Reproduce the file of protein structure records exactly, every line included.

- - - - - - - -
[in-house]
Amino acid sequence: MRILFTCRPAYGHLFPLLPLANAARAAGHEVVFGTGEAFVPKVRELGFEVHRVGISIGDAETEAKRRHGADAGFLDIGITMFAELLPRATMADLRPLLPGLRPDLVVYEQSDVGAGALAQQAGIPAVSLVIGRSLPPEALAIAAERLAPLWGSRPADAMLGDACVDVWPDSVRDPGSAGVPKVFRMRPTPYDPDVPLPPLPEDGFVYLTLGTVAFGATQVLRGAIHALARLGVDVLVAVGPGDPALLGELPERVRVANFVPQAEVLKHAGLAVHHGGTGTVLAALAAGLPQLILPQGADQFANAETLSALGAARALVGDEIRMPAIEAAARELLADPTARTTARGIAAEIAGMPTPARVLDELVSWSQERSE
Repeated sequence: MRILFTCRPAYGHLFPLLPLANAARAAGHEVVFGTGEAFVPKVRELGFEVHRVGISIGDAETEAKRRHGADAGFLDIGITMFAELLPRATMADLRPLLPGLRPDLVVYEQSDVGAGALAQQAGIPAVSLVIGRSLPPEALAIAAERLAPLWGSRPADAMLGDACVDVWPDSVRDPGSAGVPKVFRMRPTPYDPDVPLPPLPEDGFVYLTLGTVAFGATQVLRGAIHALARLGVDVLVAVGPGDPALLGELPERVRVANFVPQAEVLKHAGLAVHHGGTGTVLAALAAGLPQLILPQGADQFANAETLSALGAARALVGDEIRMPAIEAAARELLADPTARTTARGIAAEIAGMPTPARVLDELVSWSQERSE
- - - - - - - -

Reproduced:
[in-house]
Amino acid sequence: MRILFTCRPAYGHLFPLLPLANAARAAGHEVVFGTGEAFVPKVRELGFEVHRVGISIGDAETEAKRRHGADAGFLDIGITMFAELLPRATMADLRPLLPGLRPDLVVYEQSDVGAGALAQQAGIPAVSLVIGRSLPPEALAIAAERLAPLWGSRPADAMLGDACVDVWPDSVRDPGSAGVPKVFRMRPTPYDPDVPLPPLPEDGFVYLTLGTVAFGATQVLRGAIHALARLGVDVLVAVGPGDPALLGELPERVRVANFVPQAEVLKHAGLAVHHGGTGTVLAALAAGLPQLILPQGADQFANAETLSALGAARALVGDEIRMPAIEAAARELLADPTARTTARGIAAEIAGMPTPARVLDELVSWSQERSE
Repeated sequence: MRILFTCRPAYGHLFPLLPLANAARAAGHEVVFGTGEAFVPKVRELGFEVHRVGISIGDAETEAKRRHGADAGFLDIGITMFAELLPRATMADLRPLLPGLRPDLVVYEQSDVGAGALAQQAGIPAVSLVIGRSLPPEALAIAAERLAPLWGSRPADAMLGDACVDVWPDSVRDPGSAGVPKVFRMRPTPYDPDVPLPPLPEDGFVYLTLGTVAFGATQVLRGAIHALARLGVDVLVAVGPGDPALLGELPERVRVANFVPQAEVLKHAGLAVHHGGTGTVLAALAAGLPQLILPQGADQFANAETLSALGAARALVGDEIRMPAIEAAARELLADPTARTTARGIAAEIAGMPTPARVLDELVSWSQERSE